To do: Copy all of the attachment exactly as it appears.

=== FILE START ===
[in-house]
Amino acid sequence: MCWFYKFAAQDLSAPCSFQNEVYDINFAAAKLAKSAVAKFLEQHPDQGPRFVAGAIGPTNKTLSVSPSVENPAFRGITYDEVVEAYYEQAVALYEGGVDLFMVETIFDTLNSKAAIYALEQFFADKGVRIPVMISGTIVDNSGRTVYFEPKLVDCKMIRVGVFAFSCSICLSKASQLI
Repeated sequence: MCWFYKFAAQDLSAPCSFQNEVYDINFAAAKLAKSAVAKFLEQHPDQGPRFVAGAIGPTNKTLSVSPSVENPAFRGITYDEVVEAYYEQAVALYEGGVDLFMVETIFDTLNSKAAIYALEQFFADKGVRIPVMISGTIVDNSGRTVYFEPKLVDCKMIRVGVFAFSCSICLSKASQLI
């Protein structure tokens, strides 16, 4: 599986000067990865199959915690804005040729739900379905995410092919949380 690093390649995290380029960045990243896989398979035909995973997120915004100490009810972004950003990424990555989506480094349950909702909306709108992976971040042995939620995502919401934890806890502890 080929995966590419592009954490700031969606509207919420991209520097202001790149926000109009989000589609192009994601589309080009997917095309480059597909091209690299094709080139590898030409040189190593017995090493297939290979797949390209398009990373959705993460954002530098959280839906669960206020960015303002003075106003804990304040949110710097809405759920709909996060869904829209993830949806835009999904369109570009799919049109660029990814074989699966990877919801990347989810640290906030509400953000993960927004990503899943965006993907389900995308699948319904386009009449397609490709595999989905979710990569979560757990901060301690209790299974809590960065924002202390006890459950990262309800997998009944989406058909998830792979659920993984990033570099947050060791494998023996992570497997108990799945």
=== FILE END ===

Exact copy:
[in-house]
Amino acid sequence: MCWFYKFAAQDLSAPCSFQNEVYDINFAAAKLAKSAVAKFLEQHPDQGPRFVAGAIGPTNKTLSVSPSVENPAFRGITYDEVVEAYYEQAVALYEGGVDLFMVETIFDTLNSKAAIYALEQFFADKGVRIPVMISGTIVDNSGRTVYFEPKLVDCKMIRVGVFAFSCSICLSKASQLI
Repeated sequence: MCWFYKFAAQDLSAPCSFQNEVYDINFAAAKLAKSAVAKFLEQHPDQGPRFVAGAIGPTNKTLSVSPSVENPAFRGITYDEVVEAYYEQAVALYEGGVDLFMVETIFDTLNSKAAIYALEQFFADKGVRIPVMISGTIVDNSGRTVYFEPKLVDCKMIRVGVFAFSCSICLSKASQLI
């Protein structure tokens, strides 16, 4: 599986000067990865199959915690804005040729739900379905995410092919949380 690093390649995290380029960045990243896989398979035909995973997120915004100490009810972004950003990424990555989506480094349950909702909306709108992976971040042995939620995502919401934890806890502890 080929995966590419592009954490700031969606509207919420991209520097202001790149926000109009989000589609192009994601589309080009997917095309480059597909091209690299094709080139590898030409040189190593017995090493297939290979797949390209398009990373959705993460954002530098959280839906669960206020960015303002003075106003804990304040949110710097809405759920709909996060869904829209993830949806835009999904369109570009799919049109660029990814074989699966990877919801990347989810640290906030509400953000993960927004990503899943965006993907389900995308699948319904386009009449397609490709595999989905979710990569979560757990901060301690209790299974809590960065924002202390006890459950990262309800997998009944989406058909998830792979659920993984990033570099947050060791494998023996992570497997108990799945």